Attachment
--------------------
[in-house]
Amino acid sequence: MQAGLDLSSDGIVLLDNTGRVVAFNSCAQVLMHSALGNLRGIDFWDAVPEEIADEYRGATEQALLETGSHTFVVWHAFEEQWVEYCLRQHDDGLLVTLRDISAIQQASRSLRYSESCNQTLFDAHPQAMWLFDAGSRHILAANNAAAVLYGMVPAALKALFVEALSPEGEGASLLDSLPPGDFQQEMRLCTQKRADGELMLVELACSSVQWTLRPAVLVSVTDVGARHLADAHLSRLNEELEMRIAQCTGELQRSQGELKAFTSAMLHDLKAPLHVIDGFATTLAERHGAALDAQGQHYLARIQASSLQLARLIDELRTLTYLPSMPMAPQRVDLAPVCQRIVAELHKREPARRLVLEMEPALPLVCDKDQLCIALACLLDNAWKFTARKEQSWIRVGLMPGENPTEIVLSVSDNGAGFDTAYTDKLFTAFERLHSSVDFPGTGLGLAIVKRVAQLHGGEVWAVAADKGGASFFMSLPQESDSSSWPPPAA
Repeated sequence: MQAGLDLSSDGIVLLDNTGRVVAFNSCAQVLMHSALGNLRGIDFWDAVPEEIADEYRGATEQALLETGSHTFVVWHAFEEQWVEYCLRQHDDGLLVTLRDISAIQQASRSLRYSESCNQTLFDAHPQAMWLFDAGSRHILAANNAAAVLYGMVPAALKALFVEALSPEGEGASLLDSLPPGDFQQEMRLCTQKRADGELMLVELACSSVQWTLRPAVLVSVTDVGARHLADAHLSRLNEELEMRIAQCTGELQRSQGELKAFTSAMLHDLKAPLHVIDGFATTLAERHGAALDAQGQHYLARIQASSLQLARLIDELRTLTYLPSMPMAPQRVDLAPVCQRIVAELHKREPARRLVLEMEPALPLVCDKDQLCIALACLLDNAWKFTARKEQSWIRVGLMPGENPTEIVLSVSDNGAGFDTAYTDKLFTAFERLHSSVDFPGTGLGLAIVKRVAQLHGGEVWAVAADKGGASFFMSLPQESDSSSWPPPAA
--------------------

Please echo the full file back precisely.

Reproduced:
[in-house]
Amino acid sequence: MQAGLDLSSDGIVLLDNTGRVVAFNSCAQVLMHSALGNLRGIDFWDAVPEEIADEYRGATEQALLETGSHTFVVWHAFEEQWVEYCLRQHDDGLLVTLRDISAIQQASRSLRYSESCNQTLFDAHPQAMWLFDAGSRHILAANNAAAVLYGMVPAALKALFVEALSPEGEGASLLDSLPPGDFQQEMRLCTQKRADGELMLVELACSSVQWTLRPAVLVSVTDVGARHLADAHLSRLNEELEMRIAQCTGELQRSQGELKAFTSAMLHDLKAPLHVIDGFATTLAERHGAALDAQGQHYLARIQASSLQLARLIDELRTLTYLPSMPMAPQRVDLAPVCQRIVAELHKREPARRLVLEMEPALPLVCDKDQLCIALACLLDNAWKFTARKEQSWIRVGLMPGENPTEIVLSVSDNGAGFDTAYTDKLFTAFERLHSSVDFPGTGLGLAIVKRVAQLHGGEVWAVAADKGGASFFMSLPQESDSSSWPPPAA
Repeated sequence: MQAGLDLSSDGIVLLDNTGRVVAFNSCAQVLMHSALGNLRGIDFWDAVPEEIADEYRGATEQALLETGSHTFVVWHAFEEQWVEYCLRQHDDGLLVTLRDISAIQQASRSLRYSESCNQTLFDAHPQAMWLFDAGSRHILAANNAAAVLYGMVPAALKALFVEALSPEGEGASLLDSLPPGDFQQEMRLCTQKRADGELMLVELACSSVQWTLRPAVLVSVTDVGARHLADAHLSRLNEELEMRIAQCTGELQRSQGELKAFTSAMLHDLKAPLHVIDGFATTLAERHGAALDAQGQHYLARIQASSLQLARLIDELRTLTYLPSMPMAPQRVDLAPVCQRIVAELHKREPARRLVLEMEPALPLVCDKDQLCIALACLLDNAWKFTARKEQSWIRVGLMPGENPTEIVLSVSDNGAGFDTAYTDKLFTAFERLHSSVDFPGTGLGLAIVKRVAQLHGGEVWAVAADKGGASFFMSLPQESDSSSWPPPAA